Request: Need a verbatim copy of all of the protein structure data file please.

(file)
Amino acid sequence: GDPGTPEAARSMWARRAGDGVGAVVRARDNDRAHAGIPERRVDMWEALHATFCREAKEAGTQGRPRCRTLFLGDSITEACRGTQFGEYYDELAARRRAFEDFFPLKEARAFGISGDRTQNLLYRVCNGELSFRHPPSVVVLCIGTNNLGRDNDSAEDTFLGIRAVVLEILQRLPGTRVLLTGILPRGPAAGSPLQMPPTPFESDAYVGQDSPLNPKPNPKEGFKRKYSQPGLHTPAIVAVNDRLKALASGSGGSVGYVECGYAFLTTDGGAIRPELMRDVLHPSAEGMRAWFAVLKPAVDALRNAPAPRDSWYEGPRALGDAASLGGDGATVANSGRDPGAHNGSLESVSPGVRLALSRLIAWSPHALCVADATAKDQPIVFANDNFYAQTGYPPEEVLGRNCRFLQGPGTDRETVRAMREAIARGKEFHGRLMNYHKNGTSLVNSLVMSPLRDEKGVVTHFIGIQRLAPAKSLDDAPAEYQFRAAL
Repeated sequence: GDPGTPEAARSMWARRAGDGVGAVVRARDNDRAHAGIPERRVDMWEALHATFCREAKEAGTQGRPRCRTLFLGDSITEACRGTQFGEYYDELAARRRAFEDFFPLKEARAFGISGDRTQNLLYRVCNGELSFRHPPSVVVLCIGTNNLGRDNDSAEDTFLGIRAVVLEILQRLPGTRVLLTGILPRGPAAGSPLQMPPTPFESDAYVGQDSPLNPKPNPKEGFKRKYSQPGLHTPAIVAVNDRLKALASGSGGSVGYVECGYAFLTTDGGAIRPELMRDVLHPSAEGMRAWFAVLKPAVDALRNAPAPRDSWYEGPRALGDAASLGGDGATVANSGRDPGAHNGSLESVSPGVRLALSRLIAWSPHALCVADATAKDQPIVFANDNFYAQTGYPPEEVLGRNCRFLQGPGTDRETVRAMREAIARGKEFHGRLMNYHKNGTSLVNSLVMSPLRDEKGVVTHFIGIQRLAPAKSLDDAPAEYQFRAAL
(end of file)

Amino acid sequence: GDPGTPEAARSMWARRAGDGVGAVVRARDNDRAHAGIPERRVDMWEALHATFCREAKEAGTQGRPRCRTLFLGDSITEACRGTQFGEYYDELAARRRAFEDFFPLKEARAFGISGDRTQNLLYRVCNGELSFRHPPSVVVLCIGTNNLGRDNDSAEDTFLGIRAVVLEILQRLPGTRVLLTGILPRGPAAGSPLQMPPTPFESDAYVGQDSPLNPKPNPKEGFKRKYSQPGLHTPAIVAVNDRLKALASGSGGSVGYVECGYAFLTTDGGAIRPELMRDVLHPSAEGMRAWFAVLKPAVDALRNAPAPRDSWYEGPRALGDAASLGGDGATVANSGRDPGAHNGSLESVSPGVRLALSRLIAWSPHALCVADATAKDQPIVFANDNFYAQTGYPPEEVLGRNCRFLQGPGTDRETVRAMREAIARGKEFHGRLMNYHKNGTSLVNSLVMSPLRDEKGVVTHFIGIQRLAPAKSLDDAPAEYQFRAAL
Repeated sequence: GDPGTPEAARSMWARRAGDGVGAVVRARDNDRAHAGIPERRVDMWEALHATFCREAKEAGTQGRPRCRTLFLGDSITEACRGTQFGEYYDELAARRRAFEDFFPLKEARAFGISGDRTQNLLYRVCNGELSFRHPPSVVVLCIGTNNLGRDNDSAEDTFLGIRAVVLEILQRLPGTRVLLTGILPRGPAAGSPLQMPPTPFESDAYVGQDSPLNPKPNPKEGFKRKYSQPGLHTPAIVAVNDRLKALASGSGGSVGYVECGYAFLTTDGGAIRPELMRDVLHPSAEGMRAWFAVLKPAVDALRNAPAPRDSWYEGPRALGDAASLGGDGATVANSGRDPGAHNGSLESVSPGVRLALSRLIAWSPHALCVADATAKDQPIVFANDNFYAQTGYPPEEVLGRNCRFLQGPGTDRETVRAMREAIARGKEFHGRLMNYHKNGTSLVNSLVMSPLRDEKGVVTHFIGIQRLAPAKSLDDAPAEYQFRAAL